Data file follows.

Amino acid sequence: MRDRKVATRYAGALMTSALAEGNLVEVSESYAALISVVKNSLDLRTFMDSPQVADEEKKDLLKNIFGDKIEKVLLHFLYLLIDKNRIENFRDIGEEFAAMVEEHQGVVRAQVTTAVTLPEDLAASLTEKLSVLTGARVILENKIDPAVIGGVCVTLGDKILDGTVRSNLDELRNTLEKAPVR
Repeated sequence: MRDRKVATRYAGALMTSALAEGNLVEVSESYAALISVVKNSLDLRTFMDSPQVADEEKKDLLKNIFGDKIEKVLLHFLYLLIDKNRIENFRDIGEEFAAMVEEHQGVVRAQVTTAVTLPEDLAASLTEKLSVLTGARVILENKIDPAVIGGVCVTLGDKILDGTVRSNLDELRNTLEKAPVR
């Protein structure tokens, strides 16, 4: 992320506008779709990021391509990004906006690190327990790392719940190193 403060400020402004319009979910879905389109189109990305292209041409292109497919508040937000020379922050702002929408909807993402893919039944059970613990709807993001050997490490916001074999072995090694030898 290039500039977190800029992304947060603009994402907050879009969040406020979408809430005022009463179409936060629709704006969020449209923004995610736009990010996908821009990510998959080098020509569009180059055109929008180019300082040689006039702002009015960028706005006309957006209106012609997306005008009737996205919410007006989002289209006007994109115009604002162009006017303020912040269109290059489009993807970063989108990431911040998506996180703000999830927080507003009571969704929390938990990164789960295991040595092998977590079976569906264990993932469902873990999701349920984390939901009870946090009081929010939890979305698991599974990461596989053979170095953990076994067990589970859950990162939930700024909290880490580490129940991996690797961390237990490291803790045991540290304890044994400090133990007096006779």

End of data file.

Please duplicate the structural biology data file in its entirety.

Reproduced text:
Amino acid sequence: MRDRKVATRYAGALMTSALAEGNLVEVSESYAALISVVKNSLDLRTFMDSPQVADEEKKDLLKNIFGDKIEKVLLHFLYLLIDKNRIENFRDIGEEFAAMVEEHQGVVRAQVTTAVTLPEDLAASLTEKLSVLTGARVILENKIDPAVIGGVCVTLGDKILDGTVRSNLDELRNTLEKAPVR
Repeated sequence: MRDRKVATRYAGALMTSALAEGNLVEVSESYAALISVVKNSLDLRTFMDSPQVADEEKKDLLKNIFGDKIEKVLLHFLYLLIDKNRIENFRDIGEEFAAMVEEHQGVVRAQVTTAVTLPEDLAASLTEKLSVLTGARVILENKIDPAVIGGVCVTLGDKILDGTVRSNLDELRNTLEKAPVR
């Protein structure tokens, strides 16, 4: 992320506008779709990021391509990004906006690190327990790392719940190193 403060400020402004319009979910879905389109189109990305292209041409292109497919508040937000020379922050702002929408909807993402893919039944059970613990709807993001050997490490916001074999072995090694030898 290039500039977190800029992304947060603009994402907050879009969040406020979408809430005022009463179409936060629709704006969020449209923004995610736009990010996908821009990510998959080098020509569009180059055109929008180019300082040689006039702002009015960028706005006309957006209106012609997306005008009737996205919410007006989002289209006007994109115009604002162009006017303020912040269109290059489009993807970063989108990431911040998506996180703000999830927080507003009571969704929390938990990164789960295991040595092998977590079976569906264990993932469902873990999701349920984390939901009870946090009081929010939890979305698991599974990461596989053979170095953990076994067990589970859950990162939930700024909290880490580490129940991996690797961390237990490291803790045991540290304890044994400090133990007096006779």